Though Penn Rugby had a stellar trip to Bermuda earlier this March, it wasn't the first time the Quakers went down south, as Oliver Larmi reflects on his memorable 1967 trip with the program.

Credit: Courtesy of Oliver Larmi

Editor's Note: Over St. Patrick's Day weekend this year, Penn club men's rugby made history by competing in the Ariel Re Bermuda 7s tournament — the team's first international trip this century. One alumnus from the 1967 squad which played in Bermuda, Oliver Larmi PhD '71, accompanied the 2017 team on its venture down south as a volunteer official, and he reflected on his experiences with us.

Upon my arrival this March 16, a Bermudian asked, "Is this your first time in Bermuda?" 

"No," I said. "I come here every 50 years!"

I allowed that I that led Penn Rugby to Bermuda in 1967 as team captain and coach. Then, I was a Penn teaching fellow in philosophy, eligible to play club sports. I came from Dartmouth Rugby [ed. note: perennially the top program in Ivy League men's rugby] where I made the 1960 Spring Break California tour, went on to score two "A" team tries against Villanova, and rose to "C" team captain with prominent Ivy footballers in the backfield.

My Penn teammates elected me captain in 1965, and I soon brought the Dartmouth spirit of Spring Break rugby to the club. One time we toured southern universities like Virginia and Duke, the next Bermuda, and finally, the Bahamas.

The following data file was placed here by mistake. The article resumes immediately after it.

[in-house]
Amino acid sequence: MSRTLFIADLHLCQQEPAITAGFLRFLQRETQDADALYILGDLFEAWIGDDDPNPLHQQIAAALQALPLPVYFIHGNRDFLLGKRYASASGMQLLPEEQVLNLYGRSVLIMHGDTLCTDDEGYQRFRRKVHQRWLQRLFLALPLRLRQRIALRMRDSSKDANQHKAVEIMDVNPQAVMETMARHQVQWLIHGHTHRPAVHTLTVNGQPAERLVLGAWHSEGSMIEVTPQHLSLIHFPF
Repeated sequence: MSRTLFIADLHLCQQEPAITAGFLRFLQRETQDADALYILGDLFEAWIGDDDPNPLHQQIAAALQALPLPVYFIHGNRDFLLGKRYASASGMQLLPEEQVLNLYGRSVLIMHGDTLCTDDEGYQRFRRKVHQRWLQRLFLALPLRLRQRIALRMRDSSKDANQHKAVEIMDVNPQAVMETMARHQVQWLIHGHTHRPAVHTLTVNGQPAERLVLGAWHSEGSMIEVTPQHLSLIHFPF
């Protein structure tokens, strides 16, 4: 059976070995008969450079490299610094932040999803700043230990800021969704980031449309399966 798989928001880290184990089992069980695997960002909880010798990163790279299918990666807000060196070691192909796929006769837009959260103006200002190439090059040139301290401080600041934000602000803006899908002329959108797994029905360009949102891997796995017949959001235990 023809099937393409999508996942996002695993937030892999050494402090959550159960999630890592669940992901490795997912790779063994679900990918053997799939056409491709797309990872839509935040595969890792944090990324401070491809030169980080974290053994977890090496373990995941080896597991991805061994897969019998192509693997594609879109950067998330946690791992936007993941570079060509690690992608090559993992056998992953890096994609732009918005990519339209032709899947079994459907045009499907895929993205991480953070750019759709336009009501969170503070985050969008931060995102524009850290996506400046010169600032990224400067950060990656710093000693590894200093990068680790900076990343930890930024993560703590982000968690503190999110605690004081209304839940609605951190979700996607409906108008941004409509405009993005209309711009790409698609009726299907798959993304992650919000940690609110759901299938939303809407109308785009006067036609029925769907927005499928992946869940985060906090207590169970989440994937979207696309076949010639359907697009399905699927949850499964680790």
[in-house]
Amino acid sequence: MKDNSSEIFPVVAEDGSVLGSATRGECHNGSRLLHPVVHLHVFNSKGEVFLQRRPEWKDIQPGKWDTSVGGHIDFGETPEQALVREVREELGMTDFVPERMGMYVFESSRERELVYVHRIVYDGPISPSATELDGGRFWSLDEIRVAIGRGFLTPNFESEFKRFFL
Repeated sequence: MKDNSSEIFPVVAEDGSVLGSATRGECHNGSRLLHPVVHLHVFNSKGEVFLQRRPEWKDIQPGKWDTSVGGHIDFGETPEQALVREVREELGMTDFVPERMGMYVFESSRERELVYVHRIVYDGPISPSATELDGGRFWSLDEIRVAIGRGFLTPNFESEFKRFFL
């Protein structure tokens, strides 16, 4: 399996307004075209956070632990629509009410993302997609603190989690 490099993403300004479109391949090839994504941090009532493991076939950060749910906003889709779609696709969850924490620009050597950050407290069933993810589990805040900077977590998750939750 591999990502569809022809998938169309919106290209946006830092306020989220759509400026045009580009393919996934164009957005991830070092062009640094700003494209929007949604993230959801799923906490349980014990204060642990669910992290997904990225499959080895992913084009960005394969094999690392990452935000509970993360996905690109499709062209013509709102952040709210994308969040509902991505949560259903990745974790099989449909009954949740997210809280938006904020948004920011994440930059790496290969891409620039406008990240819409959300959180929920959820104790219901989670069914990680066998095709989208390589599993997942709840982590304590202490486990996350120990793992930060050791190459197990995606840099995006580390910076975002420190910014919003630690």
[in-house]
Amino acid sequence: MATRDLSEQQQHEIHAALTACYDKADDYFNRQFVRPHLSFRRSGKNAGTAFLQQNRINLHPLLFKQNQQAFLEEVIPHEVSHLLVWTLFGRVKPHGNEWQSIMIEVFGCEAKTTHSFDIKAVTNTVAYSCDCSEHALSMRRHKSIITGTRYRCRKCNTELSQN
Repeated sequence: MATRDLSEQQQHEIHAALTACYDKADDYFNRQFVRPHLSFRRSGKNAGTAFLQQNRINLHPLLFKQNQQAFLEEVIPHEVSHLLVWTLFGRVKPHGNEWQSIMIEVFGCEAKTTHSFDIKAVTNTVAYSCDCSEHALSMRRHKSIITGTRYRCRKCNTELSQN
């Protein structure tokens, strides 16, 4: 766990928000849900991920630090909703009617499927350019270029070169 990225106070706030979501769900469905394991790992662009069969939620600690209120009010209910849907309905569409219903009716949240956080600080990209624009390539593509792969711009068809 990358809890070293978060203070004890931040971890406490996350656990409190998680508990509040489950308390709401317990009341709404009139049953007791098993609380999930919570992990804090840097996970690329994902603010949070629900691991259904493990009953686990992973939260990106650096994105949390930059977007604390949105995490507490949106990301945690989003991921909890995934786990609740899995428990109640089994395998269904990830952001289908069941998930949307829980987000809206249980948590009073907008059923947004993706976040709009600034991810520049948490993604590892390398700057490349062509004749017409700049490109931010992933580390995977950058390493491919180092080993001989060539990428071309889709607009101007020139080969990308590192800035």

We financed this out of pocket. On my modest grad stipend, I even sold my body for the cause to Penn Medicine research, enduring a catherization through my groin.

In Bermuda, my young wife and I were hosted by the Captain of the Bermuda Club, and my teammates by other members. We played four games in six days, losing to the Bermuda Club, the Police Club, and the Teachers'. We ended on a high note finally by beating the Bermuda All-Stars. 

In between, we buzzed around the island on light motor bikes. Meeting Norm Dahlgren '68 coming the other way, we told of great views of the sea and craggy shore we had just left. "Been there already," he quipped, as he motored off. On the beach we enjoyed the sea and sun. Other collegians next to me and my wife were aghast when I pulled out a pile of blue books to grade. Their looks betrayed them, imagining their professors grading their work at the same time.

Patrick Norton '69 didn't see one of his blue books in the pile. Besides being my teammate in Bermuda, and my sucessor as team captain, he was one of my Ancient Philosophy students. Pat went on to be a Rhodes Scholar and successful lawyer serving in the Reagan White House.

50 years later, I was still able to cross the goal line in Bermuda legitimately — this time as a volunteer Penn touch judge where I helped determine whether conversion kicks were good or not. Penn star players like Alex Salazar and Nick Biden ran me ragged as I had to run behind the posts after the 21 tries  the team made in its six matches. It won four and lost two in massing well over 100 points, making it the Bowl [consolation trophy] winner of the tournament.

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